Legislation: Presidential $1 Coin, Public Law 109-145Authorized by Public Law 109-145, the four new designs celebrate the bicentennial of President Abraham Lincoln’s birth, as well as the 100th anniversary of the production of the Lincoln cent (penny). The new designs will be issued in approximately three-month intervals throughout the year. The first redesigned penny, which will honor Lincoln’s birth and early childhood, will be put into circulation on February 12, 2009.
The four designs to be featured on the reverse of the Lincoln pennies represent four major aspects of President Lincoln’s life: his birth and childhood in Kentucky, his formative years in Indiana, his professional life in Illinois and his Presidency in Washington, D.C. The inscriptions on the reverse of the coins will be “United States of America,” “E Pluribus Unum” and “One Cent.”
The obverse (heads side) of the one-cent coins will continue to bear Victor David Brenner’s likeness of President Lincoln, introduced in 1909, and the motto “In God We Trust.” At the end of the 2009 Lincoln Bicentennial One Cent Coin Program, the reverse of the penny will feature a design emblematic of President Lincoln’s preservation of the United States of America as a single and united country.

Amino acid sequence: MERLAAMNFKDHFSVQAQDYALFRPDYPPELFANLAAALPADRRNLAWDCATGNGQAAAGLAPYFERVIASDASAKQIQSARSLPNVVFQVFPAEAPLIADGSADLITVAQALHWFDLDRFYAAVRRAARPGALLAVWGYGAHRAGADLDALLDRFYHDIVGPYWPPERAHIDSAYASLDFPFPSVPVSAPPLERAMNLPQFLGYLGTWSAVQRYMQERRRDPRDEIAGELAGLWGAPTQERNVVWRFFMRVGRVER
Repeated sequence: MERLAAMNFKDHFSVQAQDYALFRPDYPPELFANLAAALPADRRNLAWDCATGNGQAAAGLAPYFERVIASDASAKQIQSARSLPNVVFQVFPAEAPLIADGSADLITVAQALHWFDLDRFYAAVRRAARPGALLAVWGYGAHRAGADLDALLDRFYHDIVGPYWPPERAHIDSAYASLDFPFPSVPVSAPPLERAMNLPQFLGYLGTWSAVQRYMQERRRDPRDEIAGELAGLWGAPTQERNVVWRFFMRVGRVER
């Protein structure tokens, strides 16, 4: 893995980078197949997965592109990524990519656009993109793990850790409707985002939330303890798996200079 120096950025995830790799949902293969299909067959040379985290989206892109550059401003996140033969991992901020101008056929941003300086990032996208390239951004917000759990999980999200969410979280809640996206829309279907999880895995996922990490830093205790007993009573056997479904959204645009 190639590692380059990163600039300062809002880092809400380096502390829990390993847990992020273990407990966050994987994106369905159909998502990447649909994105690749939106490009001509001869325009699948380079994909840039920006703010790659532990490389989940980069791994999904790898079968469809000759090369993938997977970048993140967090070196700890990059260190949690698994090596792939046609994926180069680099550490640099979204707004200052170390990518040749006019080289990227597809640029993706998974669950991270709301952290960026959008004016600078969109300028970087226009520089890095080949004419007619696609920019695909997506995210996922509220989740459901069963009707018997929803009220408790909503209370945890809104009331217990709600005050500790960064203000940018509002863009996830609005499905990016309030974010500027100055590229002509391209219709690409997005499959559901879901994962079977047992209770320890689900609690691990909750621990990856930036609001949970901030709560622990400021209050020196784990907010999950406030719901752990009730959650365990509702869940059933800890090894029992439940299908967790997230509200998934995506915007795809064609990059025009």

Birth and Early Childhood in Kentucky Reverse
Designer: Richard Masters
Sculptor: Jim Licaretz
Description: This reverse features a log cabin that represents Lincoln’s humble beginnings in Kentucky.
Formative Years in Indiana Reverse
Designer: Charles Vickers
Sculptor: Charles Vickers
Description: This reverse depicts a young Lincoln educating himself while working as a rail splitter in Indiana.
Professional Life in Illinois Reverse
Designer: Joel Iskowitz
Sculptor: Don Everhart
Description: This reverse depicts the young professional Abraham Lincoln in front of the State Capitol in Illinois.
Presidency in DC Reverse
Designer: Susan Gamble
Sculptor: Joseph Menna
Description: This reverse features the half finished United States Capitol dome.